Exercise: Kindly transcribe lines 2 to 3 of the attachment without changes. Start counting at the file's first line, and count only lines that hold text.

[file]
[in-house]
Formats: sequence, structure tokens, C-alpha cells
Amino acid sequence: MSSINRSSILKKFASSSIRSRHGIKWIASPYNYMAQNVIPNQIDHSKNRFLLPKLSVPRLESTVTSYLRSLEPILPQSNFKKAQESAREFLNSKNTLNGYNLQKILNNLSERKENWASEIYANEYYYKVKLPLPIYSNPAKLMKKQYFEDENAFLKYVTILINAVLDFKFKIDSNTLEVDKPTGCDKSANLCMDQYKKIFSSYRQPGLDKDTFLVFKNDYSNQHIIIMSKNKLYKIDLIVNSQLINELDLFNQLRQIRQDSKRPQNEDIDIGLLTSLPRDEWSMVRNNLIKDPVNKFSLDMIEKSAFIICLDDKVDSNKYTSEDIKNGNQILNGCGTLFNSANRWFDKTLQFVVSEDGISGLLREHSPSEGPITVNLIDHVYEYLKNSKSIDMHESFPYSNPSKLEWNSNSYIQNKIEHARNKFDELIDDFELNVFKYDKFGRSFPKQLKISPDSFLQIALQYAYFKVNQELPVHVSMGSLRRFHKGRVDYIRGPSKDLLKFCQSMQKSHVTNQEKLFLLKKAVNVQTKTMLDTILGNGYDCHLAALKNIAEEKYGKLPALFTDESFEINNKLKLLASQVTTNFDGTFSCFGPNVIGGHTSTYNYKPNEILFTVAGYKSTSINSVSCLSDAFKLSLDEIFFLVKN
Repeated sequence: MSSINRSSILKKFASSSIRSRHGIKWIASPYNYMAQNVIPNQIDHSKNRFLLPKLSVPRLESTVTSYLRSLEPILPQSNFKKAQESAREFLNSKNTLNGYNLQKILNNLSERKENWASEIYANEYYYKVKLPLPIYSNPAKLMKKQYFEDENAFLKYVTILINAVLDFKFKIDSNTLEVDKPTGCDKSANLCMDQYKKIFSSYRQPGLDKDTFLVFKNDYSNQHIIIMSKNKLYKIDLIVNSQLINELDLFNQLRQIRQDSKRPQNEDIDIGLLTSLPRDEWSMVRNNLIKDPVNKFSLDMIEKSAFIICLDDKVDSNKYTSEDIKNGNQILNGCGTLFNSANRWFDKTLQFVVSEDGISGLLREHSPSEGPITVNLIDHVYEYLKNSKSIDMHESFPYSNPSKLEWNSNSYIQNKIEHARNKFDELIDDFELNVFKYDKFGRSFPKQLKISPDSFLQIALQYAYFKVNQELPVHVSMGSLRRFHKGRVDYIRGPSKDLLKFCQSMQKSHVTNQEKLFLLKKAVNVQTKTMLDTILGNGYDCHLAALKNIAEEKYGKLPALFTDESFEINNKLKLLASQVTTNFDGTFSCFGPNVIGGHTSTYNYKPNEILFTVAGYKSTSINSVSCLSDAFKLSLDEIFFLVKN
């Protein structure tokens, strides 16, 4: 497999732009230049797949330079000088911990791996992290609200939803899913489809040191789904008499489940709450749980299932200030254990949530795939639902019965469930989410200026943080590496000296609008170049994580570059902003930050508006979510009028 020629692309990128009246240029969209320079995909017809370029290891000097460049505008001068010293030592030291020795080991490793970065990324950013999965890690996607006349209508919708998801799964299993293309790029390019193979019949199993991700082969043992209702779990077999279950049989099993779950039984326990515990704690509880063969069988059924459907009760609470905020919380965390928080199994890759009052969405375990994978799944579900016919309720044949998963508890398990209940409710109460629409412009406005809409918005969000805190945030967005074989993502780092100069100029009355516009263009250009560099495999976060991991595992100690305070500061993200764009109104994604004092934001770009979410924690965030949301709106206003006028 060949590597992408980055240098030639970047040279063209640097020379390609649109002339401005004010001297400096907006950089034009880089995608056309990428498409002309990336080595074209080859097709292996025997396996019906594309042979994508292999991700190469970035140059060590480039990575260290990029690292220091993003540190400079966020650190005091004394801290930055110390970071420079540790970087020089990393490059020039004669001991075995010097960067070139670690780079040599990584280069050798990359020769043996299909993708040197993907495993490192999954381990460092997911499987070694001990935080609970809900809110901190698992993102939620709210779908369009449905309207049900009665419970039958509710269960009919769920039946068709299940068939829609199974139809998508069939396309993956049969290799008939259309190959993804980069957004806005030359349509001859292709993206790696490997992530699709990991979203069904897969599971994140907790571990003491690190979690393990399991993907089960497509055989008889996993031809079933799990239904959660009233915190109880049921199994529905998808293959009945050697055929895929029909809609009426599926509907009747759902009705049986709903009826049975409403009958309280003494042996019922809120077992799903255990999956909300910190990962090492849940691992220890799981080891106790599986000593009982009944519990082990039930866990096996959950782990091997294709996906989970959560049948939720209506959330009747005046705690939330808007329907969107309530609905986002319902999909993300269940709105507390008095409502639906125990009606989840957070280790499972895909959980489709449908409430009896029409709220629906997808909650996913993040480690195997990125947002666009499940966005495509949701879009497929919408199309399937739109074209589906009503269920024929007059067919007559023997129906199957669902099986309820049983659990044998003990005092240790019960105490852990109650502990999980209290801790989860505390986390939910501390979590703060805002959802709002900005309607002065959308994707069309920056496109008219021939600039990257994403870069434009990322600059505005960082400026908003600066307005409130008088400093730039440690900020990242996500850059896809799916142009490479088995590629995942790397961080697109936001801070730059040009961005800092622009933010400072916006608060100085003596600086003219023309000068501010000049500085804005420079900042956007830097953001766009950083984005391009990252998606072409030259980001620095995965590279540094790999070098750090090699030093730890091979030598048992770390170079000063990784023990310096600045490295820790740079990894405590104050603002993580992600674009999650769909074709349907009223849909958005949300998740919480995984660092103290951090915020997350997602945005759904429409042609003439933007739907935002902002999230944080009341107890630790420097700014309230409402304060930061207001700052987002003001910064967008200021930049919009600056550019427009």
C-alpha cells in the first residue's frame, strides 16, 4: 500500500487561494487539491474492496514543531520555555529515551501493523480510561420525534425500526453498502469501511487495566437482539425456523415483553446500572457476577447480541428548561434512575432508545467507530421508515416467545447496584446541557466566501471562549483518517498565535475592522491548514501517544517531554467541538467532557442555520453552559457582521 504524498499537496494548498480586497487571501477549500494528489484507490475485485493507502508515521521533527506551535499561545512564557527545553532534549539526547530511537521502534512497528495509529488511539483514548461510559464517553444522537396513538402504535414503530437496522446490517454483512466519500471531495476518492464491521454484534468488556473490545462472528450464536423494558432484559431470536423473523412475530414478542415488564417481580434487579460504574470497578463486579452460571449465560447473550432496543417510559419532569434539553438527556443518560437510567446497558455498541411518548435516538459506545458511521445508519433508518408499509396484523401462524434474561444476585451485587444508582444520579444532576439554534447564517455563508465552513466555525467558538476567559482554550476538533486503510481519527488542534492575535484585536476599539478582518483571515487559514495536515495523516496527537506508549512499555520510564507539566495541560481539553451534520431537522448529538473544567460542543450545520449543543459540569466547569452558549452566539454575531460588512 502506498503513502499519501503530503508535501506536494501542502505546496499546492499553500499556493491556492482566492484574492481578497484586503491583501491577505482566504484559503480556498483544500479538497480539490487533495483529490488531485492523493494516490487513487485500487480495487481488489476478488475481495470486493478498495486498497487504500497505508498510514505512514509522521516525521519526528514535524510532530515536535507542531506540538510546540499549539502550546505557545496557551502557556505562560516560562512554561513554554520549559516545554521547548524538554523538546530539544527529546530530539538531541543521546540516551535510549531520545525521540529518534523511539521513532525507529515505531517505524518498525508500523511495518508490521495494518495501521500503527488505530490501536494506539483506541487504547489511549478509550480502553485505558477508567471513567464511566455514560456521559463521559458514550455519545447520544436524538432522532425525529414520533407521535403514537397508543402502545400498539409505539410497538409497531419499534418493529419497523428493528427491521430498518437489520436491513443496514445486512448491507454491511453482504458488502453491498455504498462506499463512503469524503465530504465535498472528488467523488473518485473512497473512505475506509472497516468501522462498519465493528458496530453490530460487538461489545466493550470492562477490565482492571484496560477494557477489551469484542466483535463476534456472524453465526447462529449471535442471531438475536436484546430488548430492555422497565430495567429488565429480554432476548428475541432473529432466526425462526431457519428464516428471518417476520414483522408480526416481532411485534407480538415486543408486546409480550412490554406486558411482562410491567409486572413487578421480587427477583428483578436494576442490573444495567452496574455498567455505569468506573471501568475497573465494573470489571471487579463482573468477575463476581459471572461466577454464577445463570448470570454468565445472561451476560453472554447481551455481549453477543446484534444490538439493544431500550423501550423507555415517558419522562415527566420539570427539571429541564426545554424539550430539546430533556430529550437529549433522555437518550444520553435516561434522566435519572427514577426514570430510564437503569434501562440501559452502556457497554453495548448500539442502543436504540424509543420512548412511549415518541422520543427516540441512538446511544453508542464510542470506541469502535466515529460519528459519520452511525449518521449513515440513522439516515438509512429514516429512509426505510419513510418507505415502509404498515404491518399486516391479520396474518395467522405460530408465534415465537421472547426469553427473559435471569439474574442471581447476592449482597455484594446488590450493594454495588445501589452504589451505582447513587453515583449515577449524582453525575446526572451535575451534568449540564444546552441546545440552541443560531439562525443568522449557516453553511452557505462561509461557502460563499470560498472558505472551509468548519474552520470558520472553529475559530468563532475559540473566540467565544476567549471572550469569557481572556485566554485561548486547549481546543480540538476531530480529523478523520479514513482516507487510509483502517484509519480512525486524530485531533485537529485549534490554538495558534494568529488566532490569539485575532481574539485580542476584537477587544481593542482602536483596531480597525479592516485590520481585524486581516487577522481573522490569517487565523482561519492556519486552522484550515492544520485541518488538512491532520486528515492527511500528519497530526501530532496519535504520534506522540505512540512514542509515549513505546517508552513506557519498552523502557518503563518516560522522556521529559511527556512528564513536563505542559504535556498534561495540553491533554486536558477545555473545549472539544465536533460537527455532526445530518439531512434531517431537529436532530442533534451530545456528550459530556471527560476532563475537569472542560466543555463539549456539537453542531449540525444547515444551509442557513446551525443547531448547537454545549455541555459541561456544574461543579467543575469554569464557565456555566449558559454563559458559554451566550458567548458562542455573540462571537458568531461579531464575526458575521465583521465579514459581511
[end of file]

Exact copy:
Formats: sequence, structure tokens, C-alpha cells
Amino acid sequence: MSSINRSSILKKFASSSIRSRHGIKWIASPYNYMAQNVIPNQIDHSKNRFLLPKLSVPRLESTVTSYLRSLEPILPQSNFKKAQESAREFLNSKNTLNGYNLQKILNNLSERKENWASEIYANEYYYKVKLPLPIYSNPAKLMKKQYFEDENAFLKYVTILINAVLDFKFKIDSNTLEVDKPTGCDKSANLCMDQYKKIFSSYRQPGLDKDTFLVFKNDYSNQHIIIMSKNKLYKIDLIVNSQLINELDLFNQLRQIRQDSKRPQNEDIDIGLLTSLPRDEWSMVRNNLIKDPVNKFSLDMIEKSAFIICLDDKVDSNKYTSEDIKNGNQILNGCGTLFNSANRWFDKTLQFVVSEDGISGLLREHSPSEGPITVNLIDHVYEYLKNSKSIDMHESFPYSNPSKLEWNSNSYIQNKIEHARNKFDELIDDFELNVFKYDKFGRSFPKQLKISPDSFLQIALQYAYFKVNQELPVHVSMGSLRRFHKGRVDYIRGPSKDLLKFCQSMQKSHVTNQEKLFLLKKAVNVQTKTMLDTILGNGYDCHLAALKNIAEEKYGKLPALFTDESFEINNKLKLLASQVTTNFDGTFSCFGPNVIGGHTSTYNYKPNEILFTVAGYKSTSINSVSCLSDAFKLSLDEIFFLVKN